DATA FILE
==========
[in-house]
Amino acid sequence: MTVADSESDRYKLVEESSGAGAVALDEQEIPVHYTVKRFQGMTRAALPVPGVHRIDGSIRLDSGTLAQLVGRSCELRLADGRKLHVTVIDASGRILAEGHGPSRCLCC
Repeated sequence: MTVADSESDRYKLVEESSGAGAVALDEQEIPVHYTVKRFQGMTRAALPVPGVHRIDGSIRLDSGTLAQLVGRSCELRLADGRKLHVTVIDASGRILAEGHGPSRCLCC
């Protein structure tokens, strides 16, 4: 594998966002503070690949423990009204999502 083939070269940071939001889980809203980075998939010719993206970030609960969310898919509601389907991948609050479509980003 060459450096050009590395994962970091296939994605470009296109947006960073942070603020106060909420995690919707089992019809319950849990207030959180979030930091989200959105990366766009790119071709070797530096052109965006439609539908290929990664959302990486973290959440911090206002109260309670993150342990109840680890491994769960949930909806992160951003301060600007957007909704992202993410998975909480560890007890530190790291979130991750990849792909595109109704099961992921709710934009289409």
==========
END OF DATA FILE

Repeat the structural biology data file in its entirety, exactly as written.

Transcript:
[in-house]
Amino acid sequence: MTVADSESDRYKLVEESSGAGAVALDEQEIPVHYTVKRFQGMTRAALPVPGVHRIDGSIRLDSGTLAQLVGRSCELRLADGRKLHVTVIDASGRILAEGHGPSRCLCC
Repeated sequence: MTVADSESDRYKLVEESSGAGAVALDEQEIPVHYTVKRFQGMTRAALPVPGVHRIDGSIRLDSGTLAQLVGRSCELRLADGRKLHVTVIDASGRILAEGHGPSRCLCC
């Protein structure tokens, strides 16, 4: 594998966002503070690949423990009204999502 083939070269940071939001889980809203980075998939010719993206970030609960969310898919509601389907991948609050479509980003 060459450096050009590395994962970091296939994605470009296109947006960073942070603020106060909420995690919707089992019809319950849990207030959180979030930091989200959105990366766009790119071709070797530096052109965006439609539908290929990664959302990486973290959440911090206002109260309670993150342990109840680890491994769960949930909806992160951003301060600007957007909704992202993410998975909480560890007890530190790291979130991750990849792909595109109704099961992921709710934009289409």